Martin Carr reviews the third episode of Marvel’s Inhumans…
Having established the majestic setting and regal qualities of this royal family before undermining it with mutiny, Inhumans has put firm foundations. Episode three only carries on these themes as further plotting, social manipulation and infighting continues. What we have here then is a comic book tent pole series propped up by political intrigue, individual flashbacks and hand to hand firefights.
With Black Bolt detained and Medusa lost without food, money or currency, while Gorgon and Karnak are also missing in action, too much time gets wasted. Maximus manipulates, Crystal vows support before obviously going against her treacherous brother, while an underwritten Louise Fisher is listened to by nobody. Ways round the essentials such as food, clothes and cash are too conveniently solved with laughable contrivance, while Maximus spends a lot of time treading water.
Inhumans is great to watch for that forty minutes and change that ‘Divide and Conquer’ lasts but afterwards you feel strangely indifferent. As pretty as the scenery and effects might be this series still suffers from tonal imbalance, which comes from jumping between different worlds. Plot wise little is surprising apart from the flashback moments which shed light on younger versions of our main protagonists. Unfortunately these are over too quickly and leap back to a present which tries being a revenge drama, but somehow lacks the narrative chops to pull it off.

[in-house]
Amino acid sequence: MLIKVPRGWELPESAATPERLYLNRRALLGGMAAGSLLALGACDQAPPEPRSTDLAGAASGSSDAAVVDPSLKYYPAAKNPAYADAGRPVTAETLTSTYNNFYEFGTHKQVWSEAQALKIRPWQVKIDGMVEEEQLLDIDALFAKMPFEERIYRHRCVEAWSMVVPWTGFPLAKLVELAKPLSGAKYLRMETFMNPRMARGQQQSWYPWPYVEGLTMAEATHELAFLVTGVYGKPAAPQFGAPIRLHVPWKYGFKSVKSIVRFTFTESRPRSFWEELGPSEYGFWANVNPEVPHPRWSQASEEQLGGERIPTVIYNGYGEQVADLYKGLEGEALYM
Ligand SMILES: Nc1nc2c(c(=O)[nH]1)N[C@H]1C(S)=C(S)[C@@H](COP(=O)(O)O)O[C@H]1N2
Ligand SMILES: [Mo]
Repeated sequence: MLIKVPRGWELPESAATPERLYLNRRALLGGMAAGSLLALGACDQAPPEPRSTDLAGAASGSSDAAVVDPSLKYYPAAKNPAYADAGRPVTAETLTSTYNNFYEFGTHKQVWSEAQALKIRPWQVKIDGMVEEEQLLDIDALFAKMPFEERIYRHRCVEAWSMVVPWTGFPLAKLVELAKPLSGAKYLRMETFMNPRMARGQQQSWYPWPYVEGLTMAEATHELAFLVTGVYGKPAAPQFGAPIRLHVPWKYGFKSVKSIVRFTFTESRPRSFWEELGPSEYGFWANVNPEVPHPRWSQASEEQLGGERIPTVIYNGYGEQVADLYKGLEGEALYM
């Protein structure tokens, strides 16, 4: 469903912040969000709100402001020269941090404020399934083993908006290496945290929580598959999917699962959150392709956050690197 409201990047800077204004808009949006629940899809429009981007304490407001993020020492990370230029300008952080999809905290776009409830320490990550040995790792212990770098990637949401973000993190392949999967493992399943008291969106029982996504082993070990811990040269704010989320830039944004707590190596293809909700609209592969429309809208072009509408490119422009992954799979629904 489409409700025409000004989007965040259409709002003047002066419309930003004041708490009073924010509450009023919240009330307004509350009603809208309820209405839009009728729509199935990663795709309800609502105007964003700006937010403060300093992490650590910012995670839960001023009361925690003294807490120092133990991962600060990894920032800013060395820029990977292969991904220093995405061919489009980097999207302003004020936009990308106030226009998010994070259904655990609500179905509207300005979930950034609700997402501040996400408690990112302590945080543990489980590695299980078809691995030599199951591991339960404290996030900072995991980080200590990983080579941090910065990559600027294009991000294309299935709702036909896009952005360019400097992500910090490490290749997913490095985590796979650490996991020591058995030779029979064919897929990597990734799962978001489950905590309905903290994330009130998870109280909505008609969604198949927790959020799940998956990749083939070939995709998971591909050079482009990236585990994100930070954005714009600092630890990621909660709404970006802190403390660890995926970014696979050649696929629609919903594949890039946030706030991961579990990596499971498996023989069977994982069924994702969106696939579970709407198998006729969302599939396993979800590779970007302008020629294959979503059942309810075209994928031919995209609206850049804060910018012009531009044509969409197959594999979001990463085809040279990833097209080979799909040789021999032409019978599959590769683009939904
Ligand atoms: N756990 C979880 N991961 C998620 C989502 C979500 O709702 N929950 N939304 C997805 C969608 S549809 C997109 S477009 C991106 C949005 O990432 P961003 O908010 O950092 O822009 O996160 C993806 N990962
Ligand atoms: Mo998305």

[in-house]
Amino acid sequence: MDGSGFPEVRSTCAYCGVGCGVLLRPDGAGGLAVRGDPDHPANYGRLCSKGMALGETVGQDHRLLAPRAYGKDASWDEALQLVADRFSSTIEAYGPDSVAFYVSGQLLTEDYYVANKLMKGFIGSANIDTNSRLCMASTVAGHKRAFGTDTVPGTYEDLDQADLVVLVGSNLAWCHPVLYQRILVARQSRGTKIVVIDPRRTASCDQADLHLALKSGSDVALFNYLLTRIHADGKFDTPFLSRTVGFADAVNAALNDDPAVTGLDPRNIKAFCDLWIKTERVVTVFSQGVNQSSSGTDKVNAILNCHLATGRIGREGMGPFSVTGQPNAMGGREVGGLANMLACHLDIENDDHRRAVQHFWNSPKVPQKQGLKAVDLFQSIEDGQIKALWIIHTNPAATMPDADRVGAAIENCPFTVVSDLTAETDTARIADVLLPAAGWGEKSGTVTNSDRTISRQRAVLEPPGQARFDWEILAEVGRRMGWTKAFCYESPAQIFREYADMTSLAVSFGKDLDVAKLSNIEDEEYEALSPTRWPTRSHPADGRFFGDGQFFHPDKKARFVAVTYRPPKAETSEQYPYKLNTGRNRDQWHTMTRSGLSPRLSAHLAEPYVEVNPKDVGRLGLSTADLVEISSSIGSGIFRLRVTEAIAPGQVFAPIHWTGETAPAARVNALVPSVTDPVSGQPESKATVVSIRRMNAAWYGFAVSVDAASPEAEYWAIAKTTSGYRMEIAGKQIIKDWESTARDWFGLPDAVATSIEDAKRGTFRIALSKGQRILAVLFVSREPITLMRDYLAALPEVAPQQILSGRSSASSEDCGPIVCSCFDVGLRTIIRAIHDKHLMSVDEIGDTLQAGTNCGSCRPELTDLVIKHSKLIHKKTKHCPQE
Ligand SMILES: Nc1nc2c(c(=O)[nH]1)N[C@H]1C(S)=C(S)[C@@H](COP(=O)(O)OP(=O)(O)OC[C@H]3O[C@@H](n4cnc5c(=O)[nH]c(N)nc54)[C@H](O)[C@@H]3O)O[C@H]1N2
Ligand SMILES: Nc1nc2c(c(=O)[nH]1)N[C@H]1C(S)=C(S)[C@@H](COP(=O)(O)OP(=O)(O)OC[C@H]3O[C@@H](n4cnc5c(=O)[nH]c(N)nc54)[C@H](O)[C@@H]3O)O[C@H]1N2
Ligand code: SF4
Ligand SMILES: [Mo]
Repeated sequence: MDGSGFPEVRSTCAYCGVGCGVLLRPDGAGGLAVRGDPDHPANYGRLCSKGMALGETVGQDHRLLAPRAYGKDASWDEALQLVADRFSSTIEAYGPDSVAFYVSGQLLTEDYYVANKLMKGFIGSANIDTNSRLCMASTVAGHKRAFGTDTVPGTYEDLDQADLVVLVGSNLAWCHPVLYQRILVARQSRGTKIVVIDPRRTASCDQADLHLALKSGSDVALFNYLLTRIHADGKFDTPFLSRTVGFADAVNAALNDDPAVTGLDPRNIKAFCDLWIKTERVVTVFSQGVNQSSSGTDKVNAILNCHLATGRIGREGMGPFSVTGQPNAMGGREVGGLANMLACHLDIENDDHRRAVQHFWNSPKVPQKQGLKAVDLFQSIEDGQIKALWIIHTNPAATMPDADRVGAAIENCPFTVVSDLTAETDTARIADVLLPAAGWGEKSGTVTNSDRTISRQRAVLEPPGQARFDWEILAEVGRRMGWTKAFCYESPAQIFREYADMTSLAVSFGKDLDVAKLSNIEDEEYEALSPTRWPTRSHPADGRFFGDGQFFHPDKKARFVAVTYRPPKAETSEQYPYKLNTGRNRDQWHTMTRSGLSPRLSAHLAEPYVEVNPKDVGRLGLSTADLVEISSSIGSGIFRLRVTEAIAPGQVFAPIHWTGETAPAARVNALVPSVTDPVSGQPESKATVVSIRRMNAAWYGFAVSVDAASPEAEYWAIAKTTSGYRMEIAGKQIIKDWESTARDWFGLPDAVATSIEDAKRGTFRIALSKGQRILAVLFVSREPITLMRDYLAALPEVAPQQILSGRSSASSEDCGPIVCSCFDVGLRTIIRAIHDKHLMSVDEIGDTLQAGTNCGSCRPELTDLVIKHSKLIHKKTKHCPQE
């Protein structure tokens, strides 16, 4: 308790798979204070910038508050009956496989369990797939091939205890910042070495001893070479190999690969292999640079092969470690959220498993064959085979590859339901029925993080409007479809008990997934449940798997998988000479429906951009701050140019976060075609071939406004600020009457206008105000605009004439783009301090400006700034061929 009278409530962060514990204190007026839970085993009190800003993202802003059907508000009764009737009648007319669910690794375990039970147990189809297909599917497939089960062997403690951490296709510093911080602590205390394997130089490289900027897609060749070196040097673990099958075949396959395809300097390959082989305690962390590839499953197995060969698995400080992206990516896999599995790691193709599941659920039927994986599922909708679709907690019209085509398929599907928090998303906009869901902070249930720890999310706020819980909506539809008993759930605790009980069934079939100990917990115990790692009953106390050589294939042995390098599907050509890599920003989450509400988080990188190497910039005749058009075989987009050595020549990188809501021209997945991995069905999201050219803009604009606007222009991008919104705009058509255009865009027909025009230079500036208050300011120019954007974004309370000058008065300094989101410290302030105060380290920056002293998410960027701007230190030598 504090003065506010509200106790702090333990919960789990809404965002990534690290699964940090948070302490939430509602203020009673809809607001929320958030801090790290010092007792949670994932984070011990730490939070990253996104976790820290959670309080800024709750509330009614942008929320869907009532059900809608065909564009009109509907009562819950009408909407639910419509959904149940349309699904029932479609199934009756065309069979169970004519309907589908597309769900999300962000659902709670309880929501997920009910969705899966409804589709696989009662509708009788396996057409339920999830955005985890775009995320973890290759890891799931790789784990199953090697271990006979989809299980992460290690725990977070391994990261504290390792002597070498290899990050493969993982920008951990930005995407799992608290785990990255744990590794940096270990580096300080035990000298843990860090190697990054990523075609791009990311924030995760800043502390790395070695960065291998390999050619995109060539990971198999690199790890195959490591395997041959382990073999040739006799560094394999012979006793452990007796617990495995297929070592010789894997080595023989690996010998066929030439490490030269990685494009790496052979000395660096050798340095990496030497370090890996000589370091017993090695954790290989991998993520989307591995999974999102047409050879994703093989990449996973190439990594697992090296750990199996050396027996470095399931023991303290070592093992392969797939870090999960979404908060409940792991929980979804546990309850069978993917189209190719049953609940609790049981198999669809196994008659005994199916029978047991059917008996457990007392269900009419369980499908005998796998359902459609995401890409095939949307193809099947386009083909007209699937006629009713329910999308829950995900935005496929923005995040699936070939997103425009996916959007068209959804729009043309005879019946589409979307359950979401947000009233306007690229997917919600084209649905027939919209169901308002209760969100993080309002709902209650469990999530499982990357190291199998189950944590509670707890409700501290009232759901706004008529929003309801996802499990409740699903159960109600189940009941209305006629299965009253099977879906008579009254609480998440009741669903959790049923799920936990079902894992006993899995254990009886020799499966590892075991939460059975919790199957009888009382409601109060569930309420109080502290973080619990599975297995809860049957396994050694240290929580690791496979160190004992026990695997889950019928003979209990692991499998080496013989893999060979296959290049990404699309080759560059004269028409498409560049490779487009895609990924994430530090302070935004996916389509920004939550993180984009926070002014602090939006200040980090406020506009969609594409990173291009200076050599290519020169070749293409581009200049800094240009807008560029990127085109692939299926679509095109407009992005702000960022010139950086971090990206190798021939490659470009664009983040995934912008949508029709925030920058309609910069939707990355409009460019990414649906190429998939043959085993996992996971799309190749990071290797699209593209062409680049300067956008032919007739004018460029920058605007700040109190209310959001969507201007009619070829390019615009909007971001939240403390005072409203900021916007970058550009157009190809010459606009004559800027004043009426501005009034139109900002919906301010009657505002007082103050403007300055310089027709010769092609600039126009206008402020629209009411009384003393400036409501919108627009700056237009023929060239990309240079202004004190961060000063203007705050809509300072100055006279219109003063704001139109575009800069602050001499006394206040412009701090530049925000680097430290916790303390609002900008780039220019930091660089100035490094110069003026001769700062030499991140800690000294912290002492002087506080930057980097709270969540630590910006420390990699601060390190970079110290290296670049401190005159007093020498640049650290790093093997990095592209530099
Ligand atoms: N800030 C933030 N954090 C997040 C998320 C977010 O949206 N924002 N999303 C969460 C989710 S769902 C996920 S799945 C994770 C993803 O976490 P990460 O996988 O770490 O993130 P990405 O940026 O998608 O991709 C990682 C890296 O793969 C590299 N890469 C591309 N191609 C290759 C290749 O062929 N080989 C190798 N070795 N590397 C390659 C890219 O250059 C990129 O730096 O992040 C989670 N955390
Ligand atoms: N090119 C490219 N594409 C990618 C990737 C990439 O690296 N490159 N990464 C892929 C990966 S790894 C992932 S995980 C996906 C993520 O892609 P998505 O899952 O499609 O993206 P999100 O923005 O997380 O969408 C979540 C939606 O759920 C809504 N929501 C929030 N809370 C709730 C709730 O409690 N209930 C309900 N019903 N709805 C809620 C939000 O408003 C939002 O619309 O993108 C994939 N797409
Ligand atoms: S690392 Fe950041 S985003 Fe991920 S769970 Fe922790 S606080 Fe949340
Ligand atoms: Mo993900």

This is nothing to do with the actors though as those portraying Gorgon, Karnak, Medusa, Black Bolt, Karnak and a handful of other newbies are committed. However contrived the situation, whether we are talking a pitch battle with some ex-Marine surfers, or a truncated prison yard beat down, everyone on-screen works hard. Iwan Rheon gets the most screen time being our benign villain in situ using calming platitudes, grandstanding speeches and whispered supplications to get his way. Anson Mount and Serinda Swan look the part but Mount has nothing to do but look moody, while Swan looks lost but comes to terms with her surroundings much too quickly.
There are subtler moments in the prison between Black Bolt and his cellmate while the mysterious Doctor offers up an opportunity for things to at least engage a little more. References to other Marvel characters alive in this universe are also welcomed, but this tends to remind the audience where Inhumans is lacking. All style and restricted substance are the watchwords on this show which tries so hard to establish itself alongside its contemporaries, but somehow falls short. Watchable, fragmented, tonally problematic and sporting a paper-thin plot line for characters who deserve better. This show will retain a fan base built on past glories rather than moment to moment televisual victory.